I’ve seen the light.
A few weeks ago, Avegant showed off an early look at some of the crazy tech it has been working on that — in its most simple terms — seeks to make head-mounted displays function more like human eyes. It’s an ambitious goal with more than a few interested parties. Many top tech execs and investors have high expectations for smart glasses to usher in the next computing platform wave, but in order to do that there are some major, non-trivial advances in near-eye display tech that will need to happen.
One of the most-hyped and least-seen technologies that will allegedly solve many of these problems is “light field technology,” which Avegant is using this bulky feature prototype to showcase.
TechCrunch had the opportunity to bring cameras in and capture early demos of the prototype headset while also getting the chance to chat with Avegant CTO Edward Tang, who was available to offer a little clarity as to what “light field displays” actually are. I expected the standard fare, a half-hour session with a few questions, but it was only over the course of the next few hours, stashed in a demo room in Avegant’s offices berating the CTO with questions, that I was able to fully appreciate what I was seeing.
Most “magical” technologies inspire instantaneous incredulity, but the thing about light fields is that you pretty much have to be a display expert to immediately be shocked by it, and that’s because they are designed to feel so natural. Your eyes naturally shift between objects and your focus changes accordingly, just like normal.
Check out a bit of the experience in the video below. It’s admittedly a struggle to present the complexity of a new display type through watching a video on the conventional display it will one day replace, but alas.
In an industry filled with buzzwords, it’s hard to find someone who can easily pin down what a “light field” is.
You really have to change how you think of displays. When you’re looking at a television screen, the entire display is a point of focus. You couldn’t glance at, say, a character onscreen and cause the rest of the environment to move out of focus because they’re all on different focal planes. In the same vein, if you ordered up a fancy 3D TV you could see some objects seemingly moving closer to you but you wouldn’t be able to interact closely with what’s in front of you. This is due to the way our eyes converge on points of focus; within a meter or so you can’t use stereoscopic video feeds to show objects because it looks awful and screws up your vision. With this technology you can not only see an object floating in front of your nose but you can cast it out of focus simply by looking at something else in the light field space.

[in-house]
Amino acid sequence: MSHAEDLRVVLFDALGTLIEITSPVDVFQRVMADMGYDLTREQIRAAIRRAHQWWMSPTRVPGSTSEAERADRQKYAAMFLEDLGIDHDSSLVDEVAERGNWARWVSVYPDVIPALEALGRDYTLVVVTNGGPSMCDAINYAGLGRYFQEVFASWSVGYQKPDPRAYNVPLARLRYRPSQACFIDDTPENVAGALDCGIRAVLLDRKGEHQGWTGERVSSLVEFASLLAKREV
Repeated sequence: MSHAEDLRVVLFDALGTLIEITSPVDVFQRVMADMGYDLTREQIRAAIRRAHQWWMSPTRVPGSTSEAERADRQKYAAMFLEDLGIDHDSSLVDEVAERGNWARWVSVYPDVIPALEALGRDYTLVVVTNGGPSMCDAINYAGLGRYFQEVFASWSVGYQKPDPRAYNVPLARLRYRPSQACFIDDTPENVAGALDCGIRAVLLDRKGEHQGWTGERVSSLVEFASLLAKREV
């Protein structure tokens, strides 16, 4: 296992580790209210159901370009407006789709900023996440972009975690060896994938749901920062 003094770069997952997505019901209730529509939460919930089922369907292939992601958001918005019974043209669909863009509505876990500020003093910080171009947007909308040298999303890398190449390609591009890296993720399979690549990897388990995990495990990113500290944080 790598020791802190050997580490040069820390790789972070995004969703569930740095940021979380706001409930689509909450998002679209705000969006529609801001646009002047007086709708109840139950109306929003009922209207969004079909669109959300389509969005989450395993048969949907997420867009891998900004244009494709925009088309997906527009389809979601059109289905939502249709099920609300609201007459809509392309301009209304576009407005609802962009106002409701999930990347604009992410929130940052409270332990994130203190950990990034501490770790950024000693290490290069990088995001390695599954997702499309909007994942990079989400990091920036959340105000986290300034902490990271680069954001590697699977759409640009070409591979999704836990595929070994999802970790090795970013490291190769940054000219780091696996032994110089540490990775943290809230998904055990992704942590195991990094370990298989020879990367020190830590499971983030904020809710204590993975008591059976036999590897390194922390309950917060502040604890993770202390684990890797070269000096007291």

Avegant’s take on a “light field” display shows your eyes a 3D representation of an image based on stacking multiple focal planes. It’s a far from finished prototype, but it’s entirely unique and the first consumer-minded “light field” type display that many in the tech press have been exposed to. Things like field-of-view and environment mapping are still problems that need to be tackled.
The headset isn’t the HoloLens-killer that some have billed it as, but it’s more accurately an early glimpse at a display technology that will more seamlessly combine digital holograms with the rest of the physical world.
The crazy thing is Avegant has been able to create this technology while having raised just under $37 million in funding, making due on far less than AR companies like Magic Leap, which has raised more than $1.4 billion from Google and Alibaba.
Though the company has a consumer product, a headphone-like home theater headset called the Glyph, most of the engineering team has now shifted attention to the technology behind light fields. Avegant showed me a cosmetic model of what this could eventually look like, but they weren’t all that forthcoming on whether they would actually build headsets utilizing light field displays. With so many pieces of the mixed reality puzzle left to craft, their options are to either seek a hell of a lot more money or pursue an acquisition from a company with interest in the space and the deep pockets to push the tech forward, someone like Microsoft.
While it’s unclear what the time tables look like for light field tech, the space is about to get a whole lot more exciting as tech titans continue to pour money into the cause of beaming the future into your eyeballs.